You can now mix JSON-LD and Microdata formats by matching the @id attribute of JSON-LD schema with the itemid attribute of Microdata schema. This approach helps reduce the HTML size of your pages.

For example, in a FAQ section with extensive text, you can use Microdata for the content and JSON-LD for the structured data without duplicating the text, thus avoiding an increase in page size. We will dive deeper into this below in the article when discussing each type in detail.

JSON-LD encodes data using JSON, making it easy to integrate structured data into web pages. JSON-LD allows connecting different schema types using a graph with @ids, improving data integration and reducing redundancy.

Let’s look at an example. Let’s say that you own a store that sells high-quality routers. If you were to look at the source code of your homepage, you would likely see something like this:

Once you dive into the code, you’ll want to find the portion of your webpage that discusses what your business offers. In this example, that data can be found between the two

tags.

The following JSON-LD formatted text will markup the information within that HTML fragment on your webpage, which you may want to include in your webpage’s

section.



This snippet of code defines your business as a store via the attribute"@type": "Store".

Then, it details its location, contact information, hours of operation from Monday to Saturday, and different operational hours for Sunday.

By structuring your webpage data this way, you provide critical information directly to search engines, which can improve how they index and display your site in search results. Just like adding tags in the initial HTML, inserting this JSON-LD script tells search engines specific aspects of your business.

Let’s review another example of WebPage schema connected with Organization and Author schemas via @id. JSON-LD is the format Google recommends and other search engines because it’s extremely flexible, and this is a great example.



In the example:

  • Website links to the organization as the publisher with @id.
  • The organization is described with detailed properties.
  • WebPage links to the WebSite with isPartOf.
  • NewsArticle links to the WebPage with isPartOf, and back to the WebPage with mainEntityOfPage, and includes the author property via @id.

You can see how graph nodes are linked to each other using the"@id"attribute. This way, we inform Google that it is a webpage published by the publisher described in the schema.

The use of hashes (#) for IDs is optional. You should only ensure that different schema types don’t have the same ID by accident. Adding custom hashes (#) can be helpful, as it provides an extra layer of insurance that they will not be repeated.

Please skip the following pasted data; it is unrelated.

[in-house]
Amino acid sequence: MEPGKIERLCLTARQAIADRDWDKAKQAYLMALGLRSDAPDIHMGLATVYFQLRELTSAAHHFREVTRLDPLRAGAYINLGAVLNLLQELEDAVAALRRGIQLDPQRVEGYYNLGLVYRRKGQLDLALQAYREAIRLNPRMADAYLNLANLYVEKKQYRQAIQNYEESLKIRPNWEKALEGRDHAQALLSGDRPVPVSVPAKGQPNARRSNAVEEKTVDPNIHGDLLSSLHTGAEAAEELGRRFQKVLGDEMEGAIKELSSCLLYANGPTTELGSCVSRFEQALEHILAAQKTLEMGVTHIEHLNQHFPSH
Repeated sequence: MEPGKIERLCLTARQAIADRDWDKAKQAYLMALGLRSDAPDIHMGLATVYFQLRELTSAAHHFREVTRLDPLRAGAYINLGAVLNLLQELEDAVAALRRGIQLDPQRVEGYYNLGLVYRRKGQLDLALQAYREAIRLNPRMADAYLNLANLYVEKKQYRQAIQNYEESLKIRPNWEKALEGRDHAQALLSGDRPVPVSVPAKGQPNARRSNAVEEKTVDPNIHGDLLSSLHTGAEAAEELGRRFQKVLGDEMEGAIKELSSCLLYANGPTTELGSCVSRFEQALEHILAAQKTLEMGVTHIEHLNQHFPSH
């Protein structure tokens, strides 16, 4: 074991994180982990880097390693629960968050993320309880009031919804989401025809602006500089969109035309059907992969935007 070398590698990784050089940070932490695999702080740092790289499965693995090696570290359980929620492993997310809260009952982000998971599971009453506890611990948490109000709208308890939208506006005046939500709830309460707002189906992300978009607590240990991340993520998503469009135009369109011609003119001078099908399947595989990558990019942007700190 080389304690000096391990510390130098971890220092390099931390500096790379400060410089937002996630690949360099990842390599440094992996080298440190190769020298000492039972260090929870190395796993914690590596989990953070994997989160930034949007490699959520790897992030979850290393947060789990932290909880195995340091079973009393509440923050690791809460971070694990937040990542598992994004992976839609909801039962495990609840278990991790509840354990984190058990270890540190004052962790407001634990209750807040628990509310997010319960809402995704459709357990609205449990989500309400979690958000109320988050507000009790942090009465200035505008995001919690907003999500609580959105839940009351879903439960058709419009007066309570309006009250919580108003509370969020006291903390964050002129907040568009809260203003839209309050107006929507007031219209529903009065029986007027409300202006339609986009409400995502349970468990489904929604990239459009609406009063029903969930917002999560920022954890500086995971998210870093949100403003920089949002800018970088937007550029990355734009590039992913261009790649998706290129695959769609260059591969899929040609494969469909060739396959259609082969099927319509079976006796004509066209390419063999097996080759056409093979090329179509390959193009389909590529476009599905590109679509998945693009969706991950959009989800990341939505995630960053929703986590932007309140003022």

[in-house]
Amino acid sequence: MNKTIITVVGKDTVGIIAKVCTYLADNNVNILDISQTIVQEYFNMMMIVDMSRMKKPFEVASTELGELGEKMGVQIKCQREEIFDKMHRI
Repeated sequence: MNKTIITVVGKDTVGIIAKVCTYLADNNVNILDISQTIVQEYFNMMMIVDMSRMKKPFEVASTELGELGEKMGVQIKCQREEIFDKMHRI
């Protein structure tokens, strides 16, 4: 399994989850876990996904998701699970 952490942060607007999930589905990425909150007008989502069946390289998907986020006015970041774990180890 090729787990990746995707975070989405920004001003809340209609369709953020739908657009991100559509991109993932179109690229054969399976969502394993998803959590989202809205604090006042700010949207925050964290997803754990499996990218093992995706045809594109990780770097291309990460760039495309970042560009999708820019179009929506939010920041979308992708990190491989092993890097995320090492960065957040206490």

You may wonder why we use"@id"to connect graph nodes. Can’t we just drop organization, author, and webpage schemas separately on the same page, and it is intuitive that those are connected?

The issue is that Google and other search engines cannot reliably interpret these connections unless explicitly linked using @id.

Adding to the graph additional schema types is as easy as constructing Lego bricks. Say we want to add an image to the schema:

{
   "@type": "ImageObject",
   "@id": "https://www.example.com/#post-image",
   "url": "https://www.example.com/example.png",
   "contentUrl": "https://www.example.com/example.png",
   "width": 2160,
   "height": 1215,
   "thumbnail": [
     {
        "@type": "ImageObject",
        "url": "https://example.com/4x3/photo.jpg",
        "width": 1620,
        "height": 1215
      },
      {
        "@type": "ImageObject",
        "url": "https://example.com/16x9/photo.jpg",
        "width": 1440,
        "height": 810
      },
      {
        "@type": "ImageObject",
        "url": "https://example.com/1x1/photo.jpg",
        "width": 1000,
        "height": 1000
      }
    ]
}

As you already know from the NewsArticle schema, you need to add it to the above schema graph as a parent node and link via @id.

As you do that, it will have this structure:



Quite easy, isn’t it? Now that you understand the main principle, you can build your own schema based on the content you have on your website.

And since we live in the age of AI, you may also want to use ChatGPT or other chatbots to help you build any schema you want.

2. Microdata Schema Format

Microdata is a set of tags that aims to make annotating HTML elements with machine-readable tags much easier.

However, the one downside to using Microdata is that you have to mark every individual item within the body of your webpage. As you can imagine, this can quickly get messy.

Take a look at this sample HTML code, which corresponds to the above JSON schema with NewsArticle:

Our Company

Example Company, also known as Example Co., is a leading innovator in the tech industry.

Founded in 2000, we have grown to a team of 200 dedicated employees.

Our slogan is: "Innovation at its best".

Contact us at +1-800-555-1212 for customer service.

Our Founder

Our founder, Jane Smith, is a pioneer in the tech industry.

Connect with Jane on Twitter and LinkedIn.

About Us

This is the About Us page for Example Company.